An evaluation of hospitalizations for Kawasaki syndrome in Georgia

Arch Pediatr Adolesc Med. 2002 May;156(5):492-6. doi: 10.1001/archpedi.156.5.492.


Objective: To evaluate and describe the epidemiologic characteristics of Kawasaki syndrome (KS) hospitalizations in Georgia.

Design: We reviewed hospital discharge data and corresponding medical records for Georgian patients discharged with a KS diagnosis during 1997 and 1998.

Results: During the study period, 233 KS hospital discharges were recorded in Georgia; 177 (76%) were for children younger than 5 years. Twenty-one (9%) of 233 of the hospital discharges represented multiple hospitalizations. Medical records for 211 KS discharges (91%), representing 197 patients (93%), were reviewed. For those 189 patients whose medical records were reviewed and had sufficient information, 139 (74%) either had a documented illness that met the Centers for Disease Control and Prevention (CDC) definition for KS (n = 135) or had coronary artery abnormalities without meeting the CDC definition for KS (atypical KS; n = 4). Eight patients had only a history of KS. Excluding multiple hospitalizations and patients with only a history of KS, 158 hospitalizations were for patients younger than 5 years (14.0 per 100 000 children); 110 of these patients met the KS or atypical KS definition (9.8 per 100 000 children).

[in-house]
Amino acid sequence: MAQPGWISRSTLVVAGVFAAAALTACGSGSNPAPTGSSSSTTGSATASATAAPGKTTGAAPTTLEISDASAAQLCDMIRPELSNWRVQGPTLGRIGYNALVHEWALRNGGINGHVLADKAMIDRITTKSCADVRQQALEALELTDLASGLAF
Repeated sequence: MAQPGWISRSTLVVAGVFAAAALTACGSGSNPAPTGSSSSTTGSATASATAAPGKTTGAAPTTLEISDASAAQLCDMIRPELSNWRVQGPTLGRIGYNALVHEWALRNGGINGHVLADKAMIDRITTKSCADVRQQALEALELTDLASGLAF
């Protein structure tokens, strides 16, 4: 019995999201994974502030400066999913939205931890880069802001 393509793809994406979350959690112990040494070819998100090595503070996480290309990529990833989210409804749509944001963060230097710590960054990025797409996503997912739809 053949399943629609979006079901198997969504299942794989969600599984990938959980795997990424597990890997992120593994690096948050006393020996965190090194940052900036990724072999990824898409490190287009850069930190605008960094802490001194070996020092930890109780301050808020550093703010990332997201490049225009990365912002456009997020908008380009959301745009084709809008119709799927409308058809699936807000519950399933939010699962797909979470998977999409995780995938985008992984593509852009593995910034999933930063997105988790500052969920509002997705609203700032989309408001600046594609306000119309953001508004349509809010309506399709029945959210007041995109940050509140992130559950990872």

Conclusions: Hospital discharge data are useful for KS surveillance. However, analysis of hospital discharge data may slightly overestimate the KS hospitalization rates because some discharges may represent multiple hospitalizations or hospitalizations of patients with only a history of KS. The incidence and epidemiology of KS in Georgia are consistent with findings from other continental US studies. Physicians should exercise their best clinical judgment in identifying and treating patients with KS who may not meet standard case definitions.

Publication types

  • Research Support, U.S. Gov't, Non-P.H.S.
  • Research Support, U.S. Gov't, P.H.S.

MeSH terms

  • Age Distribution
  • Child, Preschool
  • Female
  • Georgia / epidemiology
  • Hospitalization / statistics & numerical data*
  • Humans
  • Infant
  • Male
  • Medical Records
  • Mucocutaneous Lymph Node Syndrome / diagnosis
  • Mucocutaneous Lymph Node Syndrome / epidemiology*
  • Mucocutaneous Lymph Node Syndrome / physiopathology